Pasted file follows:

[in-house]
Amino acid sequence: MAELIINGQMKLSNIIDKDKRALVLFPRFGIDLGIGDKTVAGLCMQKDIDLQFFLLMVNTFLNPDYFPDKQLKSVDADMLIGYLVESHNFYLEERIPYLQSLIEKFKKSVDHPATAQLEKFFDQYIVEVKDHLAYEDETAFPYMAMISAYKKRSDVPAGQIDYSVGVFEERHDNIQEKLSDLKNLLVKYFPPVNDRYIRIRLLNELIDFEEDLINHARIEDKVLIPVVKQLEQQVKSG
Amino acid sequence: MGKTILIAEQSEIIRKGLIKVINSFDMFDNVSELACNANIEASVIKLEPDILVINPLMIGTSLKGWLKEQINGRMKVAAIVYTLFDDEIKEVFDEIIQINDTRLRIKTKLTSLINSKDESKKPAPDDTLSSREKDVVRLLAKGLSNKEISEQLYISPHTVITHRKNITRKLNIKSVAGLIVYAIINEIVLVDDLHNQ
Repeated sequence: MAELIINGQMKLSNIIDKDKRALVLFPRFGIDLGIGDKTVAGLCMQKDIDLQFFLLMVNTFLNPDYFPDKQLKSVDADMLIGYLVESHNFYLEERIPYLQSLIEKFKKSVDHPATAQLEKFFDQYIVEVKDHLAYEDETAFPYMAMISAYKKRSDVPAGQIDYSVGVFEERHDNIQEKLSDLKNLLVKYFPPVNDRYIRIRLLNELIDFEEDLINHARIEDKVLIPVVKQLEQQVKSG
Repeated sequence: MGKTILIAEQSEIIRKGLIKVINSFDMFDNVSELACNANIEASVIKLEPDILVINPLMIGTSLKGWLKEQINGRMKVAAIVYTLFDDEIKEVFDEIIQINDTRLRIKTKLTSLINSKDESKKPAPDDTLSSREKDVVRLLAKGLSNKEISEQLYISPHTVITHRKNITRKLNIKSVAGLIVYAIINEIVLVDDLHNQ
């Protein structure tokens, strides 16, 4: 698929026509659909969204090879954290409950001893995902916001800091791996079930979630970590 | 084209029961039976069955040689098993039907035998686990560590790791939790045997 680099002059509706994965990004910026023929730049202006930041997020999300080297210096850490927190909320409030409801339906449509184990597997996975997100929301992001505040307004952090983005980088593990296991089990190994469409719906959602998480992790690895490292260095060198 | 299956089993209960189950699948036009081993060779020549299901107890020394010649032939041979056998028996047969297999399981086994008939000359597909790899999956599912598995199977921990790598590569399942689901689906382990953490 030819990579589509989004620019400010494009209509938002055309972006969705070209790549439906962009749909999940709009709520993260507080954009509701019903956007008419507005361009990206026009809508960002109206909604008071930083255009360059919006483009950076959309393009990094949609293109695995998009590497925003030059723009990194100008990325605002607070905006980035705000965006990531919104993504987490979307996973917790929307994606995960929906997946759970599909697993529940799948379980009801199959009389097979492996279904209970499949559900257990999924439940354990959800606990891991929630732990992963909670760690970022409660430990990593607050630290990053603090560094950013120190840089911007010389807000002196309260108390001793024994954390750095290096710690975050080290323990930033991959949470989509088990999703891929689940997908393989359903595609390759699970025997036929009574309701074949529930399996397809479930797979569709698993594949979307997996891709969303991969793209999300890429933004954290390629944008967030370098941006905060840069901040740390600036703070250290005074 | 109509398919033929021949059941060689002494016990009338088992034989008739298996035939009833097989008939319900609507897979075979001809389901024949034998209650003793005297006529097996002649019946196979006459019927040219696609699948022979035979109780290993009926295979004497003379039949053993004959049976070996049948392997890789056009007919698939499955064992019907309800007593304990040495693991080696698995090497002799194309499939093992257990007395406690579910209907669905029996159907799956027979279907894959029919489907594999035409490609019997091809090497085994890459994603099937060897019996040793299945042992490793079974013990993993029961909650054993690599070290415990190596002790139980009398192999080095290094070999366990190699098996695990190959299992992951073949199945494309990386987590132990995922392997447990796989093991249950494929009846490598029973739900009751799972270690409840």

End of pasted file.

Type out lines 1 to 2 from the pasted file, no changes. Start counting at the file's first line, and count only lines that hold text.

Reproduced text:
[in-house]
Amino acid sequence: MAELIINGQMKLSNIIDKDKRALVLFPRFGIDLGIGDKTVAGLCMQKDIDLQFFLLMVNTFLNPDYFPDKQLKSVDADMLIGYLVESHNFYLEERIPYLQSLIEKFKKSVDHPATAQLEKFFDQYIVEVKDHLAYEDETAFPYMAMISAYKKRSDVPAGQIDYSVGVFEERHDNIQEKLSDLKNLLVKYFPPVNDRYIRIRLLNELIDFEEDLINHARIEDKVLIPVVKQLEQQVKSG